Defence lawyers in the ongoing Kyle Rittenhouse court case have sought a mistrial, complaining that video evidence sent to them by the prosecution was compressed by the Mail app on a prosecutor's iPhone and therefore wasn't as clear as the material used by the state.

It appears there were technical difficulties at this stage of proceedings. According to CNN's coverage of the trial, a member of the prosecution team tried to use AirDrop to send the relevant drone video footage to the defence; when this failed, because the recipient was using an Android device, they instead emailed the file from the same iPhone, during which process it was allegedly compressed from 11.2MB to 3.6MB.

"The video provided to the defence was not as clear as the video kept by the state," reads part of a defence motion subsequently filed to dismiss the case.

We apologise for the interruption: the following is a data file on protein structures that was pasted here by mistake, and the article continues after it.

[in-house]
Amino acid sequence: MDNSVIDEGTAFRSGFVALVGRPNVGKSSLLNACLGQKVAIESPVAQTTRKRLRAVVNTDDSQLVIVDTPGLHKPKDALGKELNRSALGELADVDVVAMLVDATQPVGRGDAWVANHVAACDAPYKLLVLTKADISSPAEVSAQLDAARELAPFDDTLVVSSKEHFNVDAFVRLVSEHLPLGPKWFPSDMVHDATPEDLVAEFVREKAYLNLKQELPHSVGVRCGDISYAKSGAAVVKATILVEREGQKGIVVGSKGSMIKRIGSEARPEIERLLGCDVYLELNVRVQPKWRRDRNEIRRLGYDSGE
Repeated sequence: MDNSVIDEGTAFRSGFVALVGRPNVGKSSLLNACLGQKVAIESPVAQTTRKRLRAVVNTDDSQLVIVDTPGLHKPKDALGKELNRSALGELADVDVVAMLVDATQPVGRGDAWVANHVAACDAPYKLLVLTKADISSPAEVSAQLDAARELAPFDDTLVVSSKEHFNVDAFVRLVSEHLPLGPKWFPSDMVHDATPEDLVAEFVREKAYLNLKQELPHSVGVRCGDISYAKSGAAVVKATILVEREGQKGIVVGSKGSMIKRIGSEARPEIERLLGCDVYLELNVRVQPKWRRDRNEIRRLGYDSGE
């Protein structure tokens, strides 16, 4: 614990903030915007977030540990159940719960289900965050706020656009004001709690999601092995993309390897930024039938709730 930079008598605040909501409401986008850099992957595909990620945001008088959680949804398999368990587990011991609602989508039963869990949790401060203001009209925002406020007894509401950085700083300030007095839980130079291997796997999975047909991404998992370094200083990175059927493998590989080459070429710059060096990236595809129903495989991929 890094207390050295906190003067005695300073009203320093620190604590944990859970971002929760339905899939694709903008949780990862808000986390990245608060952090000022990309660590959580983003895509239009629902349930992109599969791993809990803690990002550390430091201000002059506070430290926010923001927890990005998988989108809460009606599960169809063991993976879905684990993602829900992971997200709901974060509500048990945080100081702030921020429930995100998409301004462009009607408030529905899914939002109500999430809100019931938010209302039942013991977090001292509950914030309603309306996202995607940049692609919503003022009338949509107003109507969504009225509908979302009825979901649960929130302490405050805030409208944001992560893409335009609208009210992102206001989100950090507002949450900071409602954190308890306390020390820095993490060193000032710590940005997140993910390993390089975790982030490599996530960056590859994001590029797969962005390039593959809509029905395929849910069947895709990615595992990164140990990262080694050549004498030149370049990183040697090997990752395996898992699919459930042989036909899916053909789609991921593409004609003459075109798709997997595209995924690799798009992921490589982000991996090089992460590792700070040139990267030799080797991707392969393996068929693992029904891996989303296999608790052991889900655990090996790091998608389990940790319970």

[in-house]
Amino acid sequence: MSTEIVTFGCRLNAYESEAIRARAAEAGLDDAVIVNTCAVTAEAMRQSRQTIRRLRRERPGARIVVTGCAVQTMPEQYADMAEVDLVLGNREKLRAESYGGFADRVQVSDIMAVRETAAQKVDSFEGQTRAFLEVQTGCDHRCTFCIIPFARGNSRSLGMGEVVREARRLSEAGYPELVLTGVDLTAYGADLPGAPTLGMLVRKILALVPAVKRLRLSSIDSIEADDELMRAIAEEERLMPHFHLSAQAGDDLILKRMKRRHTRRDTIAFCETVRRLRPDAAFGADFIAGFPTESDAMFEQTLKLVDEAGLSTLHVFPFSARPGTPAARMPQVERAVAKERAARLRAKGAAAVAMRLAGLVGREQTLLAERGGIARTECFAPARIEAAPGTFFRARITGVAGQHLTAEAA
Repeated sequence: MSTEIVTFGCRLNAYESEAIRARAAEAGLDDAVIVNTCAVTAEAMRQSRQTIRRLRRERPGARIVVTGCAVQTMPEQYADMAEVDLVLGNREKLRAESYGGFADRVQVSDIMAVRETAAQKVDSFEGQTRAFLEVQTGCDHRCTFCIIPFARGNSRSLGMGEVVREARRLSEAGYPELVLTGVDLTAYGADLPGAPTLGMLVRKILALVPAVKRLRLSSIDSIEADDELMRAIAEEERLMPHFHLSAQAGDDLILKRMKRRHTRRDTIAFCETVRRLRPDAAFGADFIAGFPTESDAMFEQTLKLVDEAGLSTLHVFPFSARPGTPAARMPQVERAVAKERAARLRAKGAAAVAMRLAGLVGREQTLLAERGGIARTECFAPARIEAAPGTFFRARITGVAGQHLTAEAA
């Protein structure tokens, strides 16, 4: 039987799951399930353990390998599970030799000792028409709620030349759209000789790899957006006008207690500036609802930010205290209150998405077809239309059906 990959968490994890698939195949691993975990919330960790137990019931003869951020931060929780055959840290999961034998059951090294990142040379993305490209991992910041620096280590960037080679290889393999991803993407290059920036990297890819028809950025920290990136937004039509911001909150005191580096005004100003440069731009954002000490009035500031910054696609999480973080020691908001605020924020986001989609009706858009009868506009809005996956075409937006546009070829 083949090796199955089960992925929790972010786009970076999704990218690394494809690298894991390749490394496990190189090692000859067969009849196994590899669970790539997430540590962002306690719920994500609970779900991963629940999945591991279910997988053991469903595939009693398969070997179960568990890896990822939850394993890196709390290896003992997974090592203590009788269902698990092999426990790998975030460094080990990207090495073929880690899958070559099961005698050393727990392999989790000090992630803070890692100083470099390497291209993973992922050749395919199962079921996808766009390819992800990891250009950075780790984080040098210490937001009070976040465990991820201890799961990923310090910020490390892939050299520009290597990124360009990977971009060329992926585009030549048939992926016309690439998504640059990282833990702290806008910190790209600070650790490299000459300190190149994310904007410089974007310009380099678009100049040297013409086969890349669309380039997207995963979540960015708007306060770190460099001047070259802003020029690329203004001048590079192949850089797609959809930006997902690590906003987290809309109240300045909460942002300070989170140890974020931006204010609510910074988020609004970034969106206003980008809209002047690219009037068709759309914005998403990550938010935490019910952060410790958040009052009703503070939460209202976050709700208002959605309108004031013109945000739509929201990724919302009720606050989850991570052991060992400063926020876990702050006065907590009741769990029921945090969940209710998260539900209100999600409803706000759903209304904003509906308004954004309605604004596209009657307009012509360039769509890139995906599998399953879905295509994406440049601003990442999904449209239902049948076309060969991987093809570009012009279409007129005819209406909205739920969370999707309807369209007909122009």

But the prosecution claim that any such compression was inadvertent, and deny that they can be held responsible for "something that happened in the transfer that we had no knowledge of".

The judge has not yet ruled on the motion.

Bizarrely, this isn't the first Apple-related tech confusion to afflict the trial. The judge in the case previously disallowed the use of an iPad to present video evidence in court, on the basis of an apparent misunderstanding of pinch-to-zoom.

Rittenhouse faces five felony charges, including two counts of homicide and one of attempted homicide, related to shootings in Kenosha, Wisconsin, in August 2020. If convicted on the most serious counts he could face life in prison.